Did you know that Emily Dickinson can change your neurophysiology? Well, maybe not Dickinson herself, but certainly the poetry she wrote.
In 2013, researchers at the University of Exeter had subjects take functional MRI’s (i.e., a tool that allows the brain’s activity to be seen in real time) while they read from texts that they had never seen before, these included works of non-fiction, fiction, and poetry.
The results indicated two main things:
1. The brain parts activated in response to reading the poetry were the same as those activated in response to hearing beloved music.
2. The brain’s response to poetry mimicked the brain “at rest”. That is to say, the same way the brain looks when we feel introspective.
Since humans have an innate response to rhythm and sound, it seems to make sense that poetry and music would align in the brain. Poetry as an art form predates literacy, and poetry was first employed as a way to both remember and convey oral history. Poetry is not much different than music in this way as it is found in ancient hymns and chants that delineated cultural traditions.
In addition, it appears that poetry also serves as a haven for a reflective, contemplative, and daydreaming brain. Therefore, poetry might also prove beneficial to the brain on a cognitive level.
In a 2006 study, researchers observed how brains reacted to Shakespeare’s linguistic craftiness, including his pun-making and also a technique called ‘functional shifting’ during which Shakespeare uses a noun as a verb. When the grammar shifted, the brain “lit up” and responded in its attempt to make sense of the unusual use of the word. This type of stimulation is beneficial to long-term cognitive functioning. Learning, especially learning that is not passive, is neuroprotective.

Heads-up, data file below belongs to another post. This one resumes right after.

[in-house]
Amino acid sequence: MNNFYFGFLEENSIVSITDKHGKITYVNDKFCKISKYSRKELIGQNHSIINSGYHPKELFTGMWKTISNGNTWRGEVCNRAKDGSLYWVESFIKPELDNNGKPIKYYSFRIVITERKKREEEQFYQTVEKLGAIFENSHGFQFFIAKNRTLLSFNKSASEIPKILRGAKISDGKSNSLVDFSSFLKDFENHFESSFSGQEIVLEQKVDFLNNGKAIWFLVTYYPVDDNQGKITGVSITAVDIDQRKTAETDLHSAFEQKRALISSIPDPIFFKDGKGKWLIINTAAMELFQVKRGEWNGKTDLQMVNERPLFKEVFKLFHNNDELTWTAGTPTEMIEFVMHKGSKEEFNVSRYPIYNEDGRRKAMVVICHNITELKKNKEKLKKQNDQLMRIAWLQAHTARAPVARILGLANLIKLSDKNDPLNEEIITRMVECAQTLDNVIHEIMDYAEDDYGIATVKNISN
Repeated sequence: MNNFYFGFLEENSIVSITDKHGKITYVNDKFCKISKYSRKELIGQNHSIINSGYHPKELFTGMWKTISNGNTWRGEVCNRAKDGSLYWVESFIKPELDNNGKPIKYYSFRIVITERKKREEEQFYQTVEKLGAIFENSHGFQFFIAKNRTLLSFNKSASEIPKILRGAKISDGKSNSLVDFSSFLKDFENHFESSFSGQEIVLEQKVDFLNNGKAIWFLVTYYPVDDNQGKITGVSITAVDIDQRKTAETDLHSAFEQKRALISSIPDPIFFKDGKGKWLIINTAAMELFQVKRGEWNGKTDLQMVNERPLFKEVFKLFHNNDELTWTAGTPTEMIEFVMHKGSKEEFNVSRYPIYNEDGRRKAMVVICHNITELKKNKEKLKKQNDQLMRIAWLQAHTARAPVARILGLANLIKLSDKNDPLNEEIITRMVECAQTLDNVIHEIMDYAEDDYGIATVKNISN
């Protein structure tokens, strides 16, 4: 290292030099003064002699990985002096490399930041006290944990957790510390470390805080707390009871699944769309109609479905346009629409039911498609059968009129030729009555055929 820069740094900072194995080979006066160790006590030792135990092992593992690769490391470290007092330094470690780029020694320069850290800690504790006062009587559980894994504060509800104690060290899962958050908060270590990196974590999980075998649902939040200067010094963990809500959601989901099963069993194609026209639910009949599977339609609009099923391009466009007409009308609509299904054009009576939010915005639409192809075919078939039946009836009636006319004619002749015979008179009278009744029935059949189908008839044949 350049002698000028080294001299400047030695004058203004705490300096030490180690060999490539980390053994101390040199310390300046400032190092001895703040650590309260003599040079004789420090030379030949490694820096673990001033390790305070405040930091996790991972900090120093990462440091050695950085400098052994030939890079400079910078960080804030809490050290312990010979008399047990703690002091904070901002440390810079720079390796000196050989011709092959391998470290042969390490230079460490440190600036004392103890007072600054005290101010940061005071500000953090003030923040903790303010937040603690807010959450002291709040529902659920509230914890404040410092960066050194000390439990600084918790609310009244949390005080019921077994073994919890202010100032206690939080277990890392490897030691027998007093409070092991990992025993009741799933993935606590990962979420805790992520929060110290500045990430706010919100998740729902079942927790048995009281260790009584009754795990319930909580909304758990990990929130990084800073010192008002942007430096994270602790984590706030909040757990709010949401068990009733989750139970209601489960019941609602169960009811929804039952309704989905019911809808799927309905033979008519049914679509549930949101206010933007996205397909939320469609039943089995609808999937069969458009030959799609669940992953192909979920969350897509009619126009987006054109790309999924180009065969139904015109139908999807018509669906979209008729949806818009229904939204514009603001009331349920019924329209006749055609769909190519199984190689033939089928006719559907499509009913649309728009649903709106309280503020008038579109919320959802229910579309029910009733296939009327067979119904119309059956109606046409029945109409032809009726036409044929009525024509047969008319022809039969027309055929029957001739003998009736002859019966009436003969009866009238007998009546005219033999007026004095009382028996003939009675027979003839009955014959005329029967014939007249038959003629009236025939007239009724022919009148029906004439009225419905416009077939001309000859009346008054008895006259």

In 2013, researchers had subjects read both original Shakespeare texts as well as versions that had been translated to be more easily understood by modern audiences. When reading the complex originals, researchers noticed a more intense reaction from the language centers of the brain (for most people, their left hemisphere) as subjects strove to make meaning of the text. Furthermore, during the same study, researchers noticed that when it came to reading Shakespeare’s original poetry, brain regions related to personal and autobiographical memory were activated (found grossly in the right hemisphere).
These findings point to poetry’s ability to foster both a personal connection to a poem, as well as create a sense of self-reflection. To take the latter even further, we can extrapolate that poetry triggers what is called a “reappraisal mechanism,” or the process of reflecting and sometimes rethinking our own experiences in the context of what we are reading.
As one of the authors of the study, Professor Davis, put it:
“Poetry is not just a matter of style. It is a matter of deep versions of experience that add the emotional and biographical to the cognitive.”
So, reading poetry, especially poetry that keeps us on our toes linguistically, is a portal into a space for our self-reflection and growth, as well as serving as a beneficial tool to keeping the brain vital.
At the very least…poetry is like music to our ears!